No one wants to go into a marriage planning for divorce. You might think it’s bad luck or shows a lack of confidence in your relationship. It’s particularly hard if only one of you wants to be cautious about financial and legal documents in case the marriage doesn’t last. Pre-nuptial agreements are an example of entering a marriage with caution, and many people think divorce-minded Estate Planning is another example. However, once children are involved, it’s a good idea to think about what would happen if your Estate Plan is executed as written after you and your spouse are divorced.
Granted, one of the first things you should do after a divorce is finalized is revise your Estate Plan. That means each spouse should write a brand-new Will and divide Trusts according to the asset division determined by the divorce agreement. However, in case this doesn’t happen fast enough, there are ways to set up an Estate Plan that will help protect your wishes for your children, even in the case of divorce.
Revocable Living Trusts Are Important Estate Planning Tools
If you don’t already have the bulk of your most valuable assets in a Revocable Living Trust with your children named as beneficiaries, that is something you should do as soon as possible. Most Trusts are set up so that the couple has control of all of the assets in the Trust while they are alive, and beneficiaries inherit the assets according to the instructions outlined in the Trust documents. This avoids the necessity of probating those assets, which can open them up to claims by other people, such as second spouses and children from another relationship.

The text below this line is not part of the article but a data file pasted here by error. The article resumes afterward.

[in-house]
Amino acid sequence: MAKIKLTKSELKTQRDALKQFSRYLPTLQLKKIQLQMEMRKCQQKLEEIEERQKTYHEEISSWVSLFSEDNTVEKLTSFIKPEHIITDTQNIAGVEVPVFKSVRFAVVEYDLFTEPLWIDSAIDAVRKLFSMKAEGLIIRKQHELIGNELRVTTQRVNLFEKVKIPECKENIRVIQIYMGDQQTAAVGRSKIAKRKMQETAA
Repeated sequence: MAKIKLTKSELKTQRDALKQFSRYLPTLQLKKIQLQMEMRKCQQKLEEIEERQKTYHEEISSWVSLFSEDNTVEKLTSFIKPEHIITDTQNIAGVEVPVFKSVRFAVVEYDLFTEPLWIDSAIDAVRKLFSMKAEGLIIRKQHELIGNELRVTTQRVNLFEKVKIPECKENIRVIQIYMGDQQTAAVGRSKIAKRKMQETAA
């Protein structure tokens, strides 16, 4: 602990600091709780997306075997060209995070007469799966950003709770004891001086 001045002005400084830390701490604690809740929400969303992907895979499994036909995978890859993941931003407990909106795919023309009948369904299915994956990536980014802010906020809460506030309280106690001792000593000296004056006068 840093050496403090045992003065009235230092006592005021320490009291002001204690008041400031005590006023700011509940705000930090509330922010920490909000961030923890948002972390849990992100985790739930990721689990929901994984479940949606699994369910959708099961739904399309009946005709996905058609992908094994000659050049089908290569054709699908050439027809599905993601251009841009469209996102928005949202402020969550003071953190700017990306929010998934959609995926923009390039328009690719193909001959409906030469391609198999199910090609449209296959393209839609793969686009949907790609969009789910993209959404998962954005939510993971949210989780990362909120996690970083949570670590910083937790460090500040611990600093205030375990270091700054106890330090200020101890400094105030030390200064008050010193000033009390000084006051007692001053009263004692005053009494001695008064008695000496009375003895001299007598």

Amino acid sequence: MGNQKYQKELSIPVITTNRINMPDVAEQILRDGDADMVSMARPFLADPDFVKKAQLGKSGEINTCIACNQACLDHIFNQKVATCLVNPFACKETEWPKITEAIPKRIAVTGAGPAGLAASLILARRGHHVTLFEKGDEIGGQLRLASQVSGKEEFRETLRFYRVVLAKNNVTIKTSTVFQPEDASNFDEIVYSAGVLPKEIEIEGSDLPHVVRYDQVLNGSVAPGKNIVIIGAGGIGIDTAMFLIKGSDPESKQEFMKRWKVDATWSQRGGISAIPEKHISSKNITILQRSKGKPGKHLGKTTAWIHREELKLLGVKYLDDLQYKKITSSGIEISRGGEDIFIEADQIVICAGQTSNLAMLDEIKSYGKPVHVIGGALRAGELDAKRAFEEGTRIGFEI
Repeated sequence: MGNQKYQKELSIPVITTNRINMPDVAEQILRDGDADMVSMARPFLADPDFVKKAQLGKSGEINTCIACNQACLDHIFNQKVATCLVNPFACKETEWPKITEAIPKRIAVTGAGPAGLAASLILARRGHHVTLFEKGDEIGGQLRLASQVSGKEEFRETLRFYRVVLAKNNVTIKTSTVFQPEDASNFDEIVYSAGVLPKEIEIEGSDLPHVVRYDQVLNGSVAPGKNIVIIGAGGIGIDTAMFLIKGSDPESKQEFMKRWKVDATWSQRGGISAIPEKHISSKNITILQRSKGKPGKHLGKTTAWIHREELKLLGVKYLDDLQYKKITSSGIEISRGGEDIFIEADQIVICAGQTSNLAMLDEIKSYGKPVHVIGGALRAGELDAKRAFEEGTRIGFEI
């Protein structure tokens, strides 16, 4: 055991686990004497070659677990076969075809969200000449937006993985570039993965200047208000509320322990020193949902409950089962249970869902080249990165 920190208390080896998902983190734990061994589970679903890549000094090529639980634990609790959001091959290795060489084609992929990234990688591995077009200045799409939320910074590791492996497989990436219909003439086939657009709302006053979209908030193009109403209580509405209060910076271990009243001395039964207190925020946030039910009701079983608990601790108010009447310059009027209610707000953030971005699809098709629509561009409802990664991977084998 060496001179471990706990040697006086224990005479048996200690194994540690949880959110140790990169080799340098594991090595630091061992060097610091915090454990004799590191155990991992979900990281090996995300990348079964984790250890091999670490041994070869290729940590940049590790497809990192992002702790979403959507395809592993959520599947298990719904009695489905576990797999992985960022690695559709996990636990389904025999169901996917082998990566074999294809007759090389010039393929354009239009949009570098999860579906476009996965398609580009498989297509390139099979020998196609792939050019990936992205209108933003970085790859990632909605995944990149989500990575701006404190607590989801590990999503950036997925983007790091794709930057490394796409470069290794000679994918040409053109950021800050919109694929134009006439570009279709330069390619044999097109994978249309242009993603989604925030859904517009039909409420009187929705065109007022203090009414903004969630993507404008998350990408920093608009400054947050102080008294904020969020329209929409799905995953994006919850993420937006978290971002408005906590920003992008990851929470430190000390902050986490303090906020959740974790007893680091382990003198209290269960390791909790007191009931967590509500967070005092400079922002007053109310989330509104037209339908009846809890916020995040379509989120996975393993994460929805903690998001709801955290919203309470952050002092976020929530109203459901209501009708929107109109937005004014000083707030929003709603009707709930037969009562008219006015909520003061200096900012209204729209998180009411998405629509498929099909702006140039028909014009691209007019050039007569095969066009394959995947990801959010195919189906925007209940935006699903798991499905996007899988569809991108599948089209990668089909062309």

What to Change in Your Estate Plan After a Divorce
You might think you have plenty of time to deal with your Estate Plan after a divorce, but—trust us—the longer you wait, the more you put at risk. If you or your spouse dies between finalizing the divorce and updating your Estate Plan, you could run into problems. As soon as possible after your divorce is finalized, we recommend that you revise the following:
- Your Will. You probably have a joint Will with your spouse, so you will need to execute a new Will just for yourself. Your Estate Planning lawyer can make sure the Will cancels out previous Wills, removes your spouse as an heir, and accomplishes your other goals.
- Trust documents. If you had a Trust jointly with your spouse, those assets were probably divided in the divorce, so you will need a new Trust in your name so you can continue to protect assets for your beneficiaries.
- Beneficiary designations. Any retirement accounts or life insurance policies that have your ex listed as the beneficiary need to be updated. You might name your children, or you could name a friend or your Trust instead.
- Guardianship. If you die with minor children after you are divorced, your ex will most likely get full custody. If this is against your wishes, as reflected in your current parenting plan, you will need to select guardians carefully and ensure that your choice is legally enforceable.
This might seem like a lot to deal with after just going through a divorce, but the bottom line is simply to schedule a meeting with an Estate Planning lawyer, and we will take care of the rest!
What if Your Child Gets Divorced?
While we are on the topic of divorce, another important consideration when writing an Estate Plan is protecting the assets you want your children to inherit from their future ex-spouse if they end up getting divorced. In other words, if you die and leave money to a child who ends up getting divorced later, will their ex get half of that money in the divorce? You probably don’t want that to happen. Depending on the laws of the state in which the child gets divorced, an inheritance might be excluded from marital property and not subject to division. However, the best way to ensure that your child keeps the whole of their inheritance is to protect it in a Trust that is specifically designed for that purpose.